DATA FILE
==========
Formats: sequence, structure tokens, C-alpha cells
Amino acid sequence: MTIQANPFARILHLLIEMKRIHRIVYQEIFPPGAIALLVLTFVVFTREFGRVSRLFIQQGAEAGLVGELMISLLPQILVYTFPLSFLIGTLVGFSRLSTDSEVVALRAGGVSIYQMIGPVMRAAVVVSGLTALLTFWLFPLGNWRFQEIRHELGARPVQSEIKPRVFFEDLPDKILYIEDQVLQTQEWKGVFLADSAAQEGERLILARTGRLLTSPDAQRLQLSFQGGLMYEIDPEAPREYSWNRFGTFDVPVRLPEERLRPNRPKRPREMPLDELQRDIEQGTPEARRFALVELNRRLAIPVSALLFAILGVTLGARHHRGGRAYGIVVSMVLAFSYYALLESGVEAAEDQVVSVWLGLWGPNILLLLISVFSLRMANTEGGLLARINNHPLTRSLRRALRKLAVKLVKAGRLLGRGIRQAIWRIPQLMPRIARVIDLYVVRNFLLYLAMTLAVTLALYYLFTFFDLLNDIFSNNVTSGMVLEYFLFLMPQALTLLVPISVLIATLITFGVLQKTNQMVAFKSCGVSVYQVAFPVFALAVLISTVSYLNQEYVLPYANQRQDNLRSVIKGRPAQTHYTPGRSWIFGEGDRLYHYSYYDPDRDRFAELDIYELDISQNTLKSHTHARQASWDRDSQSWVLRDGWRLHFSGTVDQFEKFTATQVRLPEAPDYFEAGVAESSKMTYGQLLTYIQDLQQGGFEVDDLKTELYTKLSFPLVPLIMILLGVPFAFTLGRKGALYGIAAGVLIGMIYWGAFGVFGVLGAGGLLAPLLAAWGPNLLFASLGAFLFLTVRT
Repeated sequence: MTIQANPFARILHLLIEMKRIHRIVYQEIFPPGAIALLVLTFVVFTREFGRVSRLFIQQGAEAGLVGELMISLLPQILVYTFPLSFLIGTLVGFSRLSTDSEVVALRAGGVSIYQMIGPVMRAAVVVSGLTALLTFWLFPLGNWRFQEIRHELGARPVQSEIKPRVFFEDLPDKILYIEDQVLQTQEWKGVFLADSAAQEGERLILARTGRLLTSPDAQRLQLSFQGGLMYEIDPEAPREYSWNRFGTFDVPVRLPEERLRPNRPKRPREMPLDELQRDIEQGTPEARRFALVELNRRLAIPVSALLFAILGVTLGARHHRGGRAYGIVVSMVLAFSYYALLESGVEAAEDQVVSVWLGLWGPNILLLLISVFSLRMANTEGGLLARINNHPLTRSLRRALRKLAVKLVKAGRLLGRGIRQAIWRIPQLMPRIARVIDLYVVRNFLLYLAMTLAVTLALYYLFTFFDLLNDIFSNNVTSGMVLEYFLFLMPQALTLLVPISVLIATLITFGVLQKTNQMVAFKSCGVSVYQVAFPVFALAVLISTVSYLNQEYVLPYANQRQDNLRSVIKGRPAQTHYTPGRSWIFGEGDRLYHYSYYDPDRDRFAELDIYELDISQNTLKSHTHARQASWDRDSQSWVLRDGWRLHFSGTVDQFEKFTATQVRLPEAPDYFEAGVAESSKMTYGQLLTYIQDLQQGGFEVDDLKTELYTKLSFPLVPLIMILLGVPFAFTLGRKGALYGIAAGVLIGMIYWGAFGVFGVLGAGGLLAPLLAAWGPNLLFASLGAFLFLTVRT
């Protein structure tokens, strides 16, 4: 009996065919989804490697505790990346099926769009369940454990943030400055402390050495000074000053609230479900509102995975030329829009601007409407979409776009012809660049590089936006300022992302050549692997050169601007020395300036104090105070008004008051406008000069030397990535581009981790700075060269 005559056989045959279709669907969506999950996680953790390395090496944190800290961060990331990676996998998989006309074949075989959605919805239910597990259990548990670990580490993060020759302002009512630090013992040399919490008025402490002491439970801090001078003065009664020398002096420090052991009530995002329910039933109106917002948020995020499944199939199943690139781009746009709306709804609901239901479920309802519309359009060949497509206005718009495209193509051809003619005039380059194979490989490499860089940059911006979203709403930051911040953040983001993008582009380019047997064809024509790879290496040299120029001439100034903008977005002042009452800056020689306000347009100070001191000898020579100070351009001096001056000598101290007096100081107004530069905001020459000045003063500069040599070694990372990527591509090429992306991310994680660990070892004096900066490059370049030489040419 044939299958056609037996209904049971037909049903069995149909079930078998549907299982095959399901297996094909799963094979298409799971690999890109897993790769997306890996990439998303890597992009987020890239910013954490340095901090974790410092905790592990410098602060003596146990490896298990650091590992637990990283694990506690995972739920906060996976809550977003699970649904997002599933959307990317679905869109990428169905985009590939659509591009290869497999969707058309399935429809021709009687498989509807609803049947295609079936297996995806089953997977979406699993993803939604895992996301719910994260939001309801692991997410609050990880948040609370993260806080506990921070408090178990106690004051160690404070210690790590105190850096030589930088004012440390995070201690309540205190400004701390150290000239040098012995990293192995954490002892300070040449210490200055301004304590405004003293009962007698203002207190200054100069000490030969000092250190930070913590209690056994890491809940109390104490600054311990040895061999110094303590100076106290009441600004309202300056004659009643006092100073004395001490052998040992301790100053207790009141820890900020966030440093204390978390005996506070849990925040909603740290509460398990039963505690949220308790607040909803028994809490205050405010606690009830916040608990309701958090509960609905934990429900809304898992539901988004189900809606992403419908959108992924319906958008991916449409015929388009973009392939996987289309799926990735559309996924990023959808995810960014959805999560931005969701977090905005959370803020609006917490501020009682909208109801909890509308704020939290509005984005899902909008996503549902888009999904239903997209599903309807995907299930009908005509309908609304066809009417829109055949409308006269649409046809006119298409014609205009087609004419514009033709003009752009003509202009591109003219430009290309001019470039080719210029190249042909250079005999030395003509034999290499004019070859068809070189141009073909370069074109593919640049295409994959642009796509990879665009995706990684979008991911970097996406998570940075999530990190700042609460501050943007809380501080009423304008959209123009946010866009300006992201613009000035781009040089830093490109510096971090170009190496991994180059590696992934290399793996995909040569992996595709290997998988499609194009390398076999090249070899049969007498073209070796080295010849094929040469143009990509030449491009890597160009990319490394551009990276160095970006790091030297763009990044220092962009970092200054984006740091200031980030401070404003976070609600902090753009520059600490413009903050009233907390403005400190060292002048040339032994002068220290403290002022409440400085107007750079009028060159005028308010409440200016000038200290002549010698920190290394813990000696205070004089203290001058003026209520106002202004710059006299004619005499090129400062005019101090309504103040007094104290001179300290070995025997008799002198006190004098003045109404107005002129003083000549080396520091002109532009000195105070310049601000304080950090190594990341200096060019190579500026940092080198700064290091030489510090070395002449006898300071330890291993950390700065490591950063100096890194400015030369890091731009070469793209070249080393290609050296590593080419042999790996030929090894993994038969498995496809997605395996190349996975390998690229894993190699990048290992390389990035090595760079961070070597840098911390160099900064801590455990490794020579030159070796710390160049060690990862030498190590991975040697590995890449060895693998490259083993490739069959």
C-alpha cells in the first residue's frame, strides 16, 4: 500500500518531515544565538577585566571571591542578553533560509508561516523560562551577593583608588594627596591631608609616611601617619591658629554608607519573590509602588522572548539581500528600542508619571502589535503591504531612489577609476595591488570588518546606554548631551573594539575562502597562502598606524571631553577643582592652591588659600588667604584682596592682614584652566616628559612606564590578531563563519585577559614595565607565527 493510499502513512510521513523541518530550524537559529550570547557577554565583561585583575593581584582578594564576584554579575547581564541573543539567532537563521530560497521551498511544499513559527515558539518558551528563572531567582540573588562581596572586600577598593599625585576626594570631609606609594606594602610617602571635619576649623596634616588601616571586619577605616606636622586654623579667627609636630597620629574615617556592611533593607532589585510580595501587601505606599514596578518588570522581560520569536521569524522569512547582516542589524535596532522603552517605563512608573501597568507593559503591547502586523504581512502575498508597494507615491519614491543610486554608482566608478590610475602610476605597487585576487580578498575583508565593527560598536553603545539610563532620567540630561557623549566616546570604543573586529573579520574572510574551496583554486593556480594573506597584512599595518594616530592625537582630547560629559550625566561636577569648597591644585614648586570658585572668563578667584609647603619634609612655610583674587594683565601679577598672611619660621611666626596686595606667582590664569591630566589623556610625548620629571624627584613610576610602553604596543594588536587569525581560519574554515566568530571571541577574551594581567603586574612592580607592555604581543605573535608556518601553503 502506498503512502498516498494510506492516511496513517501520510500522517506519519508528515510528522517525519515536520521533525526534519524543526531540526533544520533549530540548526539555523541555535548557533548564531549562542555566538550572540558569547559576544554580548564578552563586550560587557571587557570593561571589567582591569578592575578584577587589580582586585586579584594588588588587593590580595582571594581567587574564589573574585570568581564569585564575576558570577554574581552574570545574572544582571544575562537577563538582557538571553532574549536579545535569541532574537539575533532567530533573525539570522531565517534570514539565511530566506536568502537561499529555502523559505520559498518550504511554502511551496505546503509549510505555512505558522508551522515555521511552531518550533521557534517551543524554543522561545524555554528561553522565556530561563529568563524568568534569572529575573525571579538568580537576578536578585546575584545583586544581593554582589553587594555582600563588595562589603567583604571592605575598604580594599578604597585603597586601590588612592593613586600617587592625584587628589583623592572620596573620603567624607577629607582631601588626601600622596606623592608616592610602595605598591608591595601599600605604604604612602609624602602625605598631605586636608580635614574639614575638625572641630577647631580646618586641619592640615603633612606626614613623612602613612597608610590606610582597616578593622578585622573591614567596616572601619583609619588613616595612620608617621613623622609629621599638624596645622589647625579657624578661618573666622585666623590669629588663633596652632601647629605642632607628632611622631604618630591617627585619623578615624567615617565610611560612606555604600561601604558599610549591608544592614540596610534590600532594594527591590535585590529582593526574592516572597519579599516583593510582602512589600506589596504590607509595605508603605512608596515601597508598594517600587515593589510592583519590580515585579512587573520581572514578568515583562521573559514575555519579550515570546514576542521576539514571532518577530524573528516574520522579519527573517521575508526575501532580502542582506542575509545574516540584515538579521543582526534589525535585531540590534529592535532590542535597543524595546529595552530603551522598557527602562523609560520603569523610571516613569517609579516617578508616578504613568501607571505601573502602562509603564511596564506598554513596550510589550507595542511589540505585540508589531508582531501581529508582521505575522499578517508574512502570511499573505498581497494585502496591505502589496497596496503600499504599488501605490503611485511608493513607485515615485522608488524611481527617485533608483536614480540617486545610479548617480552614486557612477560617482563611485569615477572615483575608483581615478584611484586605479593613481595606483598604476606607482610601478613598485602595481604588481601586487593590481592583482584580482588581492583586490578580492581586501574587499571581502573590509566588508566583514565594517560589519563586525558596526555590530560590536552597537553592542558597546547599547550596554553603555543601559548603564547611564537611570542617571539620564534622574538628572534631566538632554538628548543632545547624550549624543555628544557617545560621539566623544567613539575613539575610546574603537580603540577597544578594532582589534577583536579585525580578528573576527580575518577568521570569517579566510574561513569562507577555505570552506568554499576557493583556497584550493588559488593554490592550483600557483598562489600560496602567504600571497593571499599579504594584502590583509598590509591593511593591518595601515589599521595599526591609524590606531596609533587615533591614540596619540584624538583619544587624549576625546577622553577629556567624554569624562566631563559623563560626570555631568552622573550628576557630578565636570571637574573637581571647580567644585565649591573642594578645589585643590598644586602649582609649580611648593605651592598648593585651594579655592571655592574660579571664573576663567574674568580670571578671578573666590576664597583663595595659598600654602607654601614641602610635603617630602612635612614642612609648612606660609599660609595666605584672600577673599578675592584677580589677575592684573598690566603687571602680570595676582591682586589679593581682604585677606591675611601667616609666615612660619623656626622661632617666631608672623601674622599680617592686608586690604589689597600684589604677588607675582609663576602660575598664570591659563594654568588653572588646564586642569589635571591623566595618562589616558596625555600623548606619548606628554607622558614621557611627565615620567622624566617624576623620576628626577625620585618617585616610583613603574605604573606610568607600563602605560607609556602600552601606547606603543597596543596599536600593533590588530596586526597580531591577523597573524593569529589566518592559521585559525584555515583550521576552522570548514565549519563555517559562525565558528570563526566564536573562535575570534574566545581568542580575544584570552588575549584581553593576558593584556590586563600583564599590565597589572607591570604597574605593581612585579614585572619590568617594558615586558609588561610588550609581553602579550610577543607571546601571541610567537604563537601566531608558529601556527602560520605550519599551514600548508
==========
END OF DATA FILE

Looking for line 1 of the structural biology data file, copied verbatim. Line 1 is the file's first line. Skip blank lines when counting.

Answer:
Formats: sequence, structure tokens, C-alpha cells